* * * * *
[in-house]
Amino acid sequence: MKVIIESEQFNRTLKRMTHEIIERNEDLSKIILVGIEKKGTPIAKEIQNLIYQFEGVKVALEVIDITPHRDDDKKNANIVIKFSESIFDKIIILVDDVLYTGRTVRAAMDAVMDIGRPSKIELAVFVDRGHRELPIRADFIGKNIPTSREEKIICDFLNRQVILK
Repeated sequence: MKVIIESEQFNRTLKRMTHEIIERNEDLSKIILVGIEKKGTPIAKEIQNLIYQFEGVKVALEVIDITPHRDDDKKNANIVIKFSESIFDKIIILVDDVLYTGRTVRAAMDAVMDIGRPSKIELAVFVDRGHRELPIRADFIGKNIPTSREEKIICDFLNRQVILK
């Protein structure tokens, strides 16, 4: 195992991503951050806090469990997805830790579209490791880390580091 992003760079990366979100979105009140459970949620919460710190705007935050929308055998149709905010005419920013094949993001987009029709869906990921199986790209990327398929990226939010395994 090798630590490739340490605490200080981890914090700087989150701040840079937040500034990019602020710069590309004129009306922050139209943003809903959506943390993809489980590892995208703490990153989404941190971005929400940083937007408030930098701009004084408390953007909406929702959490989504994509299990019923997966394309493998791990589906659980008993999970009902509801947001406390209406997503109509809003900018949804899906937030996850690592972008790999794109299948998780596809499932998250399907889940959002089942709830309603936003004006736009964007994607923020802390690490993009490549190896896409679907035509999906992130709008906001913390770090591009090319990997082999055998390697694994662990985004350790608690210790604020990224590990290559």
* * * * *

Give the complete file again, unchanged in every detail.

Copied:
[in-house]
Amino acid sequence: MKVIIESEQFNRTLKRMTHEIIERNEDLSKIILVGIEKKGTPIAKEIQNLIYQFEGVKVALEVIDITPHRDDDKKNANIVIKFSESIFDKIIILVDDVLYTGRTVRAAMDAVMDIGRPSKIELAVFVDRGHRELPIRADFIGKNIPTSREEKIICDFLNRQVILK
Repeated sequence: MKVIIESEQFNRTLKRMTHEIIERNEDLSKIILVGIEKKGTPIAKEIQNLIYQFEGVKVALEVIDITPHRDDDKKNANIVIKFSESIFDKIIILVDDVLYTGRTVRAAMDAVMDIGRPSKIELAVFVDRGHRELPIRADFIGKNIPTSREEKIICDFLNRQVILK
């Protein structure tokens, strides 16, 4: 195992991503951050806090469990997805830790579209490791880390580091 992003760079990366979100979105009140459970949620919460710190705007935050929308055998149709905010005419920013094949993001987009029709869906990921199986790209990327398929990226939010395994 090798630590490739340490605490200080981890914090700087989150701040840079937040500034990019602020710069590309004129009306922050139209943003809903959506943390993809489980590892995208703490990153989404941190971005929400940083937007408030930098701009004084408390953007909406929702959490989504994509299990019923997966394309493998791990589906659980008993999970009902509801947001406390209406997503109509809003900018949804899906937030996850690592972008790999794109299948998780596809499932998250399907889940959002089942709830309603936003004006736009964007994607923020802390690490993009490549190896896409679907035509999906992130709008906001913390770090591009090319990997082999055998390697694994662990985004350790608690210790604020990224590990290559």